Cummins U.K. Finds New Ways to Shrink Carbon Footprint

Antonio Leitao (right), Vice President – Cummins Europe, and Denis Ford, Cummins’ International Sourcing Leader for Europe and Asia (left), participate in a panel deciding on the best ideas from entrepreneurs to reduce Cummins’ carbon footprint in the U.K.

The event featured a group of ambitious entrepreneurs, each ready to make their pitch to a panel of business leaders with a lot on the line. But this wasn’t a television show. It was the Cummins Environmental Gateway project.

Cummins leaders in the U.K. invited suppliers in to pitch new ideas that could help the company reach its goals for reducing water and energy use and producing less waste. The result was more than 100 submissions, 28 finalists and 12 winning ideas that will now be tested at Cummins’ sites around the country.

“We are excited to move to the next phase of the Cummins Environmental Gateway,” said James Johnson, Cummins’ Environmental Project Lead for the U.K. initiative. “We are inspired with the potential savings and environmental benefits we could achieve with this program.”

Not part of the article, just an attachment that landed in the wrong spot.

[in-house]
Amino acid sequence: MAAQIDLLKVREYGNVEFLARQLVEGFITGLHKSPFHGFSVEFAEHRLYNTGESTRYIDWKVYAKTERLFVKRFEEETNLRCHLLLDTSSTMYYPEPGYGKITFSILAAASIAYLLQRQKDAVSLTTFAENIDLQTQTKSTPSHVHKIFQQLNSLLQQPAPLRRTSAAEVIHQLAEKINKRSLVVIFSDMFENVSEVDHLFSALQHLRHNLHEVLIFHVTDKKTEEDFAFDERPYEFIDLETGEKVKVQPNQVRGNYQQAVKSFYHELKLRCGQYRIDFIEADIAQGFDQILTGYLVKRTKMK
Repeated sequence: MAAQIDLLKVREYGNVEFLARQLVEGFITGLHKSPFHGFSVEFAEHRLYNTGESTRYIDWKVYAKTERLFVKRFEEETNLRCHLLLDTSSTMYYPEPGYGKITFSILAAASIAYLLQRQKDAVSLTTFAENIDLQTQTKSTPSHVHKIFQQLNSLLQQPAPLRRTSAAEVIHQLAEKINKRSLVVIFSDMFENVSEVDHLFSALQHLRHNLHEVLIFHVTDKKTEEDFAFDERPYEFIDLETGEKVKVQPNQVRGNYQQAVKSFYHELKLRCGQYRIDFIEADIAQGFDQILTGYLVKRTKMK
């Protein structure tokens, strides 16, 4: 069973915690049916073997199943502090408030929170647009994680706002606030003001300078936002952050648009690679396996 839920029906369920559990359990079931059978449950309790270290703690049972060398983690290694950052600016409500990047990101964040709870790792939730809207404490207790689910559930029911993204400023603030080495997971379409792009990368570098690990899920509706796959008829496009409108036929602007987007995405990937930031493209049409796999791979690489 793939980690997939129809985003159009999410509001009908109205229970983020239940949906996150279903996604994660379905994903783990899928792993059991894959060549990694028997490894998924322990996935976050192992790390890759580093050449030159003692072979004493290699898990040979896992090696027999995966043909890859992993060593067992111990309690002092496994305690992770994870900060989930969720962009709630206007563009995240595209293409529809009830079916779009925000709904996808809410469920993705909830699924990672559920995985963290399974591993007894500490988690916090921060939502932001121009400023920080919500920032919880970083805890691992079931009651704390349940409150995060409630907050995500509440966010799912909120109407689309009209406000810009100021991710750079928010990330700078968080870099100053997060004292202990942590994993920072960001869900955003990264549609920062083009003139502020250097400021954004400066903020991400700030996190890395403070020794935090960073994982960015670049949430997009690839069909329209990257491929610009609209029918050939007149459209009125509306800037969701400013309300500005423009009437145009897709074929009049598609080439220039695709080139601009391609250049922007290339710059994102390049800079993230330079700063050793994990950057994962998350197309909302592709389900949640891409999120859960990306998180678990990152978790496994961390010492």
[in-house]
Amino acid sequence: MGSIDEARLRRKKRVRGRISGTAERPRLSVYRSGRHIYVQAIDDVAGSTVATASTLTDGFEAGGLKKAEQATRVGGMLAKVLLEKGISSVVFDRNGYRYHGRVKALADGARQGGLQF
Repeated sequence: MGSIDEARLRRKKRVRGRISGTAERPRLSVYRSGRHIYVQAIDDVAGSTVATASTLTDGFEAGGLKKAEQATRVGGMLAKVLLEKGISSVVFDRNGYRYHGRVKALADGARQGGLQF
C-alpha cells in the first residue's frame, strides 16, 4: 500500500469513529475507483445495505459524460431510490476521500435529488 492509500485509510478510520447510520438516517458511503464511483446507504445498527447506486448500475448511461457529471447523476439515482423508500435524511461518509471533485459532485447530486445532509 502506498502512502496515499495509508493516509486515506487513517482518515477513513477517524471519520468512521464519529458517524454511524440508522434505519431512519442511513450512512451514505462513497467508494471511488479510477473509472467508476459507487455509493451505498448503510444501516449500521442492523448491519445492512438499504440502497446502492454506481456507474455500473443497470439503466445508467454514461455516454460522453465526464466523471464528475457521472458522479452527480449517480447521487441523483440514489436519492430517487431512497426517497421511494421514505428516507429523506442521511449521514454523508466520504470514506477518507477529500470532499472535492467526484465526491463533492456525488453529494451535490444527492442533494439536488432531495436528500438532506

The initiative was launched about a year ago to help connect the company’s supply chain in the United Kingdom to Cummins’ efforts to reduce its carbon footprint. Organizers asked for innovative submissions from suppliers whose goods and services could help the company reach its environmental goals (to learn more about the company’s goals, go to http://social.cummins.com/cummins-achieves-key-environmental-goals/).

Project organizers worked to make the initiative diverse and inclusive with a focus on ideas that were innovative but not cost prohibitive. They held a Finalist Day March 2 at Cummins Generator Technologies in Peterborough where suppliers pitched their ideas to a panel of seven leaders including Antonio Leitao, Vice President – Cummins Europe.

The winning ideas included capturing low gas waste heat from the engine testing process and converting it into energy that could be used on site, equipment that would support the efficiency of cooling towers and chillers, a wood chipper to reduce the movement of waste and increase recycling, and waterless urinals.

If the company were to implement all of the ideas presented by the finalists, organizers estimate Cummins could save £640,000 ($802,065), reduce energy consumption by 2,080,183 kwh; cut water use by 19.7 million litres (5.2 million gallons); save 17,818 tonnes of carbon dioxide (CO2) and recycle an additional 1,000 tonnes of waste.

“The impact of scaled innovations is potentially even more significant,” said Denis Ford, Cummins’ International Sourcing Leader for Europe and Asia and a member of the panel hearing the pitches. “It’s been an inspiring journey.”